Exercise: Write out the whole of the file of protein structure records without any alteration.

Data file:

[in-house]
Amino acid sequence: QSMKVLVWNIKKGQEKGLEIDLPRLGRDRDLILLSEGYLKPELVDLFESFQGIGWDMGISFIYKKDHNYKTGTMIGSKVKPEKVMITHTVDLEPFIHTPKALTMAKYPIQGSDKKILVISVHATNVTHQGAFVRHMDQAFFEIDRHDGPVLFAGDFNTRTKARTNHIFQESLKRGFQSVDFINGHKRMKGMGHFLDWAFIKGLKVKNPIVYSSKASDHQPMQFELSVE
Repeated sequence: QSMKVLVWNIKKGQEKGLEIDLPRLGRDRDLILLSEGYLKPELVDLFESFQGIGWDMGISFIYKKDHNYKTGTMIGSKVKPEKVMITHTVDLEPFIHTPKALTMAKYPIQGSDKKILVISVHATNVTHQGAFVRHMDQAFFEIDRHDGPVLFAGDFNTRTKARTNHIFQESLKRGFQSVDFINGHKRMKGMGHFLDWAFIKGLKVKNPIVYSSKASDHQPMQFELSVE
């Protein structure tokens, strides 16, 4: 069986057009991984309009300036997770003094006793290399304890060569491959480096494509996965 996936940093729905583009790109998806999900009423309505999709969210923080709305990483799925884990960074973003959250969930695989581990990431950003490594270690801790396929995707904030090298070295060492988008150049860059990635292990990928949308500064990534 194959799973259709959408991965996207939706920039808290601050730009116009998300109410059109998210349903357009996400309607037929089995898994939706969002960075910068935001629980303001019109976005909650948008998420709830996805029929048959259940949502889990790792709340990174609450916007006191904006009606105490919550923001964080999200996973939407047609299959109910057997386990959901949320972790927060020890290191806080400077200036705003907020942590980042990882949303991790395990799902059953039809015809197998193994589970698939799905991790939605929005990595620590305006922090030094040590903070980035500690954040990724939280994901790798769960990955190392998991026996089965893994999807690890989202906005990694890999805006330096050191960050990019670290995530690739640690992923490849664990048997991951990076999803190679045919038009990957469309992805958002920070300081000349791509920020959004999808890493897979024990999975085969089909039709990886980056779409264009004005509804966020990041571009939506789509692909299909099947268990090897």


[in-house]
Amino acid sequence: QSMKVLVWNIKKGQEKGLEIDLPRLGRDRDLILLSEGYLKPELVDLFESFQGIGWDMGISFIYKKDHNYKTGTMIGSKVKPEKVMITHTVDLEPFIHTPKALTMAKYPIQGSDKKILVISVHATNVTHQGAFVRHMDQAFFEIDRHDGPVLFAGDFNTRTKARTNHIFQESLKRGFQSVDFINGHKRMKGMGHFLDWAFIKGLKVKNPIVYSSKASDHQPMQFELSVE
Repeated sequence: QSMKVLVWNIKKGQEKGLEIDLPRLGRDRDLILLSEGYLKPELVDLFESFQGIGWDMGISFIYKKDHNYKTGTMIGSKVKPEKVMITHTVDLEPFIHTPKALTMAKYPIQGSDKKILVISVHATNVTHQGAFVRHMDQAFFEIDRHDGPVLFAGDFNTRTKARTNHIFQESLKRGFQSVDFINGHKRMKGMGHFLDWAFIKGLKVKNPIVYSSKASDHQPMQFELSVE
């Protein structure tokens, strides 16, 4: 069986057009991984309009300036997770003094006793290399304890060569491959480096494509996965 996936940093729905583009790109998806999900009423309505999709969210923080709305990483799925884990960074973003959250969930695989581990990431950003490594270690801790396929995707904030090298070295060492988008150049860059990635292990990928949308500064990534 194959799973259709959408991965996207939706920039808290601050730009116009998300109410059109998210349903357009996400309607037929089995898994939706969002960075910068935001629980303001019109976005909650948008998420709830996805029929048959259940949502889990790792709340990174609450916007006191904006009606105490919550923001964080999200996973939407047609299959109910057997386990959901949320972790927060020890290191806080400077200036705003907020942590980042990882949303991790395990799902059953039809015809197998193994589970698939799905991790939605929005990595620590305006922090030094040590903070980035500690954040990724939280994901790798769960990955190392998991026996089965893994999807690890989202906005990694890999805006330096050191960050990019670290995530690739640690992923490849664990048997991951990076999803190679045919038009990957469309992805958002920070300081000349791509920020959004999808890493897979024990999975085969089909039709990886980056779409264009004005509804966020990041571009939506789509692909299909099947268990090897």